• a fluctuating Internet connection on any end (teacher or student)
  • Internet accessibility issues
  • and a teacher who isn’t that tech-savvy

That is a recipe for disaster. Students from low-income zones have limited access to digital resources. Therefore, they will suffer the most. This will widen the digital divide into a gaping chasm. In such cases, the flipped learning concept turns out to be quite disruptive and futile.

However, the following gives a few incredible solutions for students with Internet-accessibility problems.

  1. Relies Completely on Students’ Self-Preparation

The flipped learning concept acknowledges self-paced learning. And this relies heavily on the principle of self-motivation for students. Now is that an ideal situation? Not all students can be expected to learn at the same pace. Some students are slow learners, some lack motivation. They will lag behind while the class proceeds with the next topic. That is absolutely unacceptable.

Sometimes teachers struggle quite a lot to get students to finish their homework on time on their own. So it is quite ludicrous to expect them to:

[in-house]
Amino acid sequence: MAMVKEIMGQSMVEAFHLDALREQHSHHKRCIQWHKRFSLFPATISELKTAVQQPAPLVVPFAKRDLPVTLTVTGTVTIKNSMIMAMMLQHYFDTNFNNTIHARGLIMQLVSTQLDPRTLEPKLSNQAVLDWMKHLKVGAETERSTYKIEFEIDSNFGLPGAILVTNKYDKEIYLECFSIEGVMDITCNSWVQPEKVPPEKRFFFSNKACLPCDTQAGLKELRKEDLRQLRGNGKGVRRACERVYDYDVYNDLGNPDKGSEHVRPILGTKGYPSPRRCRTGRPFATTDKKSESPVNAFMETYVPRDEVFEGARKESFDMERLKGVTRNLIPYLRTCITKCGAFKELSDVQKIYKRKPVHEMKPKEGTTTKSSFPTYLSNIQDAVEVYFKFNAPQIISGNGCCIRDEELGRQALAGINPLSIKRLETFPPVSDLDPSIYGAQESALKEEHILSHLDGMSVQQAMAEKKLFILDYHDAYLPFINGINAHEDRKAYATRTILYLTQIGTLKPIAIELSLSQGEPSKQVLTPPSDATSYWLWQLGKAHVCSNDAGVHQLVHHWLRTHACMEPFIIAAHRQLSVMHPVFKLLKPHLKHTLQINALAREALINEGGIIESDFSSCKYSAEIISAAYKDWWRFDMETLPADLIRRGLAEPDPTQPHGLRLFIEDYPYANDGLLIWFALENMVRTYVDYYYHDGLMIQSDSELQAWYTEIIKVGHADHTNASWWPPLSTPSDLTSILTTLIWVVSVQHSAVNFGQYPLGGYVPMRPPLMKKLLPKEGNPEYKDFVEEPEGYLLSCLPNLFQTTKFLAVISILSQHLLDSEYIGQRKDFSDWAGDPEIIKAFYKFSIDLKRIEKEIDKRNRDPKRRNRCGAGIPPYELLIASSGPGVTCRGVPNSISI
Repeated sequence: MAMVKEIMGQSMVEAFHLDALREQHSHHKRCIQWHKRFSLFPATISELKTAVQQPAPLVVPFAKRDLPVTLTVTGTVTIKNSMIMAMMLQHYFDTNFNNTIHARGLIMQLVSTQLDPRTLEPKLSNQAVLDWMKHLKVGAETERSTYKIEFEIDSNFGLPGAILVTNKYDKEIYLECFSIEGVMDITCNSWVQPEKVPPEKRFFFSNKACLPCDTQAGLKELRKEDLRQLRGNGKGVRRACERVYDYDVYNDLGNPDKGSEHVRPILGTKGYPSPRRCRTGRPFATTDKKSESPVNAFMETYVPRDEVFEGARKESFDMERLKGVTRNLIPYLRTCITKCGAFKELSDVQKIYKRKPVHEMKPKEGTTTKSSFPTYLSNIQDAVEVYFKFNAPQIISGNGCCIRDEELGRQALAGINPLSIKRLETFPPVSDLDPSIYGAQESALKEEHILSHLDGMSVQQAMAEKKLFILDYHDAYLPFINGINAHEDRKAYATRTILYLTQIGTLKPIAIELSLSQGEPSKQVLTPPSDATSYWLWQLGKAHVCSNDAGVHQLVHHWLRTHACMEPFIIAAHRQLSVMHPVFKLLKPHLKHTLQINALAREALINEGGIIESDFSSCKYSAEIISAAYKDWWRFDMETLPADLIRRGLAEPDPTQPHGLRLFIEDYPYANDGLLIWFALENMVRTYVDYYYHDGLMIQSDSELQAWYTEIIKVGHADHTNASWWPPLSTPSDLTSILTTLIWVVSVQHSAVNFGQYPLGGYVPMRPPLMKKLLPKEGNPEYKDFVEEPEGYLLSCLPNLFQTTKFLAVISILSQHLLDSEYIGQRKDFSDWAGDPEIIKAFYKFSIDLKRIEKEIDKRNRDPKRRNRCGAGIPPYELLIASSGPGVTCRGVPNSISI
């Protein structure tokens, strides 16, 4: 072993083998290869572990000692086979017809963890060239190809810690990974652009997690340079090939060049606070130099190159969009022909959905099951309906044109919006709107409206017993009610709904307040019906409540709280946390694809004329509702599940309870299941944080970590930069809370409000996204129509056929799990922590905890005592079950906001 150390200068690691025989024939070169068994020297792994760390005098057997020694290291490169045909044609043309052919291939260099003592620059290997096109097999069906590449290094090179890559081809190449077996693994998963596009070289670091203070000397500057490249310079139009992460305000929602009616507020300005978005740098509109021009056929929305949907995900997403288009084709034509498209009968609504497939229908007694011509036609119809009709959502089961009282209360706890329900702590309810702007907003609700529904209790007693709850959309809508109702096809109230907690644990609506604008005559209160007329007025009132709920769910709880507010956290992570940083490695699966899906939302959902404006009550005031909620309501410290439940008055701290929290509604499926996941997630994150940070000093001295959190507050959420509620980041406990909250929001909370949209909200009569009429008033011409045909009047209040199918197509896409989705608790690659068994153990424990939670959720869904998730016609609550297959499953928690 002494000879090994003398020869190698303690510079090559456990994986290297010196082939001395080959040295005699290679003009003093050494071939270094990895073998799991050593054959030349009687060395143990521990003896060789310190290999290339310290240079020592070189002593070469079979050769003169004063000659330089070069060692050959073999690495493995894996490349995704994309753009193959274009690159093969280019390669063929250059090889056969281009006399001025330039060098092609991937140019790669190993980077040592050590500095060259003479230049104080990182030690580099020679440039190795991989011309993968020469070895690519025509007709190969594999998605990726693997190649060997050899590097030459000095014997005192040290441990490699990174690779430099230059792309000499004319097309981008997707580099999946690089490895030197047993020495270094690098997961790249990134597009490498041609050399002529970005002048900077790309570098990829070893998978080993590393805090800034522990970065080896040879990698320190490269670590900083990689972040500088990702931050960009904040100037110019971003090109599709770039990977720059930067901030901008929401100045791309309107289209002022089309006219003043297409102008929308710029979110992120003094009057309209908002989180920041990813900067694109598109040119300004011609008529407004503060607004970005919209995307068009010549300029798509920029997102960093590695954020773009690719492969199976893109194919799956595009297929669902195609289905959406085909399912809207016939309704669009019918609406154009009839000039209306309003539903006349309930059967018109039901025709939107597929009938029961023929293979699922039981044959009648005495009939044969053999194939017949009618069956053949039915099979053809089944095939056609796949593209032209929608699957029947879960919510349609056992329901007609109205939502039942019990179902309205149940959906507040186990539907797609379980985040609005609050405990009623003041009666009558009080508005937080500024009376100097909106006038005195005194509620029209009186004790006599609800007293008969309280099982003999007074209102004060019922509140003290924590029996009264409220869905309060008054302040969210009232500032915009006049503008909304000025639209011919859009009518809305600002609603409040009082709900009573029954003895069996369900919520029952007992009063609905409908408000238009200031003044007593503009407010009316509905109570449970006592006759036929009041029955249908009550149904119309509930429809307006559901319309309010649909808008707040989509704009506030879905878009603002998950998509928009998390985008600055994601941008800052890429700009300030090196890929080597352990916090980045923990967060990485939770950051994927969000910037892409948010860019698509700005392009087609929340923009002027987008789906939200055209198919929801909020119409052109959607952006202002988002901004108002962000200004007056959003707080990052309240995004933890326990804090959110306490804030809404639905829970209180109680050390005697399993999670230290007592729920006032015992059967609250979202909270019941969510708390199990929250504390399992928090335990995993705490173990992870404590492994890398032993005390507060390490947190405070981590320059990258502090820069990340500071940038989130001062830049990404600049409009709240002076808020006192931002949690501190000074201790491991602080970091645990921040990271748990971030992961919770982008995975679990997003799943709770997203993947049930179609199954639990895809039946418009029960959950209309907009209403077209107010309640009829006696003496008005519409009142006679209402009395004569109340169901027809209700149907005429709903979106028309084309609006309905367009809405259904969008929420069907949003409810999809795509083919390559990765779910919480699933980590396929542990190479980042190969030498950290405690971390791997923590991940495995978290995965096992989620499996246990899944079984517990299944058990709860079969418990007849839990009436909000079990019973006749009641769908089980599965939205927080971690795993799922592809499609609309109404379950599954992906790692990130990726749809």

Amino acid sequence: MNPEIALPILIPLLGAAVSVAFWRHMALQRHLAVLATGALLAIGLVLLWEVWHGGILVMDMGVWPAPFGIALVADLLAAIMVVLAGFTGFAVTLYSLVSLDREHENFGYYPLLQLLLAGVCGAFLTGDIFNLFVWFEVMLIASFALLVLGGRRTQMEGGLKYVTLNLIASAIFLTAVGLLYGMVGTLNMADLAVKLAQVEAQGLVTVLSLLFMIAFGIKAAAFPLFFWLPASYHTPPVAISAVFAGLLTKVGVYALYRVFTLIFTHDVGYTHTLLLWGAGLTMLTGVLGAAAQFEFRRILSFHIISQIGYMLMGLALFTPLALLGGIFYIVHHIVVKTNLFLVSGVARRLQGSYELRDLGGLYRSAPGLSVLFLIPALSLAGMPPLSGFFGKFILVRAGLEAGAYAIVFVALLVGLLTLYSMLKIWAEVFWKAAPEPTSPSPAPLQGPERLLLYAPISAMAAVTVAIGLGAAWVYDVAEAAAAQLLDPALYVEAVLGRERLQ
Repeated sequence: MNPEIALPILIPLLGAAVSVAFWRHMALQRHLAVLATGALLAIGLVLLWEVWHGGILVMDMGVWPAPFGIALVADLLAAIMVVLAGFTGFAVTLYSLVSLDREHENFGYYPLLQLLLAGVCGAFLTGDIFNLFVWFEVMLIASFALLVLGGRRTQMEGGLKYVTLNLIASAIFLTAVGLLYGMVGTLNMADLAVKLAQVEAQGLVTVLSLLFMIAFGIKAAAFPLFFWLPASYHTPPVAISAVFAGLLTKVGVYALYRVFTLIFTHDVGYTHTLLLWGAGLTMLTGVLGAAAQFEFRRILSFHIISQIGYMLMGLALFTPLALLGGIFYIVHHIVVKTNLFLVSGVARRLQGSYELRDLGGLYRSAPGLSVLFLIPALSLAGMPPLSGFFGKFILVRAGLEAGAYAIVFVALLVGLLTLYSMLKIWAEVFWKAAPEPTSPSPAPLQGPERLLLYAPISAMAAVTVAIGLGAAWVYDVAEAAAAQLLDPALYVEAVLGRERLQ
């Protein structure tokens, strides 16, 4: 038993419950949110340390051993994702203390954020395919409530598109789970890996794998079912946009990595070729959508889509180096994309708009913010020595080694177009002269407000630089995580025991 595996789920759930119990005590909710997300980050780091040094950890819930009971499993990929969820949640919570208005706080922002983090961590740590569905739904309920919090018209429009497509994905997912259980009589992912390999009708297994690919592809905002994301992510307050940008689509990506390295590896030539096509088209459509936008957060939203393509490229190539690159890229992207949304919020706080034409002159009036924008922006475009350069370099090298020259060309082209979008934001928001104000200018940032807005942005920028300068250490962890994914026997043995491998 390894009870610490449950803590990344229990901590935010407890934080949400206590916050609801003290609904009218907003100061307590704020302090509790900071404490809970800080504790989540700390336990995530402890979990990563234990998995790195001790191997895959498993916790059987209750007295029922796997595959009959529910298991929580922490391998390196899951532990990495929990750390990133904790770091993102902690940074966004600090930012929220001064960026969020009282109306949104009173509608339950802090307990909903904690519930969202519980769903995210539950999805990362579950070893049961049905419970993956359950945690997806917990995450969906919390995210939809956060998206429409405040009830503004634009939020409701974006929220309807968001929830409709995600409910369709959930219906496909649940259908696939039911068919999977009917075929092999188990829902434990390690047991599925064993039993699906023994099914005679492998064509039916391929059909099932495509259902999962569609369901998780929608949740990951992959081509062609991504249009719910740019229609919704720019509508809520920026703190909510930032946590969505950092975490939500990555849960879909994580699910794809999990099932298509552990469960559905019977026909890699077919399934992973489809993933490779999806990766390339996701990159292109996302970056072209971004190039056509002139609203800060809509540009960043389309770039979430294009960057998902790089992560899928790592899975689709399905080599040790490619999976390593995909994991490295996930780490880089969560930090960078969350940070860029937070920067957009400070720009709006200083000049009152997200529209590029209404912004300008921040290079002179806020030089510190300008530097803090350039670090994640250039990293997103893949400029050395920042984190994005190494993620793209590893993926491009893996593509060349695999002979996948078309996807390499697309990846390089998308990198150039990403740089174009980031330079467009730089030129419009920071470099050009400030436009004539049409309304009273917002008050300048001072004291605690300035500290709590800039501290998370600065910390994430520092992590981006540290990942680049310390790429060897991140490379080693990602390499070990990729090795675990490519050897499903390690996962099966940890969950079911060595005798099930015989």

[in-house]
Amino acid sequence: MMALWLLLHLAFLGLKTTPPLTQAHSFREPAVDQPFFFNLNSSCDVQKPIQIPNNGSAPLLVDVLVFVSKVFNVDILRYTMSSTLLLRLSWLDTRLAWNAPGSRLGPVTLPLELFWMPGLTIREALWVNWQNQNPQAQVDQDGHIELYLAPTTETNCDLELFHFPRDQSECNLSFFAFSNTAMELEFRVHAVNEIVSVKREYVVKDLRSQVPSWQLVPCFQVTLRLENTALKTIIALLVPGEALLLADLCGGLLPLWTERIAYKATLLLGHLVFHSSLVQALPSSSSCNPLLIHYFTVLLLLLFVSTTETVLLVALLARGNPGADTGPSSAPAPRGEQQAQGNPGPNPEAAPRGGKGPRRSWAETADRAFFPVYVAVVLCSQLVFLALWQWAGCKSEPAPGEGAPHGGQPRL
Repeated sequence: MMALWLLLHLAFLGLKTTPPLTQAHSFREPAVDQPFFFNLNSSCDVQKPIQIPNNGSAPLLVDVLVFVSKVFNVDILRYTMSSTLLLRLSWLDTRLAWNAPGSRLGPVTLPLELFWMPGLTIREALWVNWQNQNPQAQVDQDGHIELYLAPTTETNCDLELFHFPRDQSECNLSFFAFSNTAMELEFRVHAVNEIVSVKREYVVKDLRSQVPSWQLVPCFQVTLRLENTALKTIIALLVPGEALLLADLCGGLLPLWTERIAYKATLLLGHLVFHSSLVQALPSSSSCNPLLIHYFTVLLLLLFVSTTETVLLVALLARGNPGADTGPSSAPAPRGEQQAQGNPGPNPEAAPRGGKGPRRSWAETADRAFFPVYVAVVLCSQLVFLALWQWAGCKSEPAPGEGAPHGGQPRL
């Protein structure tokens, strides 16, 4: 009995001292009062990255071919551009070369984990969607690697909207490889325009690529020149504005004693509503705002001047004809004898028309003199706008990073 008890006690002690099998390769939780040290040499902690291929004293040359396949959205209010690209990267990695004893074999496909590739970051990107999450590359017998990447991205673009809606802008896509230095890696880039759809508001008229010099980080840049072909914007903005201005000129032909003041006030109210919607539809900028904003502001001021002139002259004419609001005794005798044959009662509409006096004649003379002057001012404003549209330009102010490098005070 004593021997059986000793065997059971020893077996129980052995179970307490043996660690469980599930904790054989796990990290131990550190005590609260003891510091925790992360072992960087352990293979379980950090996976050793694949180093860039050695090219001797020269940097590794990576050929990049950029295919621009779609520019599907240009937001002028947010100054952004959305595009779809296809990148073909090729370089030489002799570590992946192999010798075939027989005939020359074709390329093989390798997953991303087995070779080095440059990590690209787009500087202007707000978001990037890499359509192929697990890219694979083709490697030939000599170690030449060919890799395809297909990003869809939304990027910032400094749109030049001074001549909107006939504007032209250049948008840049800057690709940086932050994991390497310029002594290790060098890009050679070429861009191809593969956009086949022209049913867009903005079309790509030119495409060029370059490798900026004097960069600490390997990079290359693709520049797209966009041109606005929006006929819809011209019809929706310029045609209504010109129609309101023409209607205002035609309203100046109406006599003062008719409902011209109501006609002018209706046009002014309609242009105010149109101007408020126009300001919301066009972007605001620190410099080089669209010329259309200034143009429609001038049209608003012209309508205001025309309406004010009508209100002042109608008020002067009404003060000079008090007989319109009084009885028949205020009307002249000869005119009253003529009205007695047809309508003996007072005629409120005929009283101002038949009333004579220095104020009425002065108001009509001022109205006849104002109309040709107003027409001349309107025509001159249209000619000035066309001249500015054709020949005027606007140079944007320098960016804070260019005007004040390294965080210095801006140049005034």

• sit through a video lesson
  • take down notes
  • jot down the questions they have
  • come to class prepared to take part in extension activities

While some students might quickly get onboard with the attributes of flipped learning, some might abuse the freedom it allows. This makes it extremely tricky for teachers to judge the pace of learning of the class as a whole. It takes some time to identify the students who are falling behind and get them to pick up the slag. And it eats away valuable course duration. This hampers the whole learning process considerably.

The whole model is based on trust. It takes a whole lot of effort for teachers to plan and create these videos for their students. It is a real shame if this effort is put to waste.

effort is put to waste


  1. Hampers the Assessment Pattern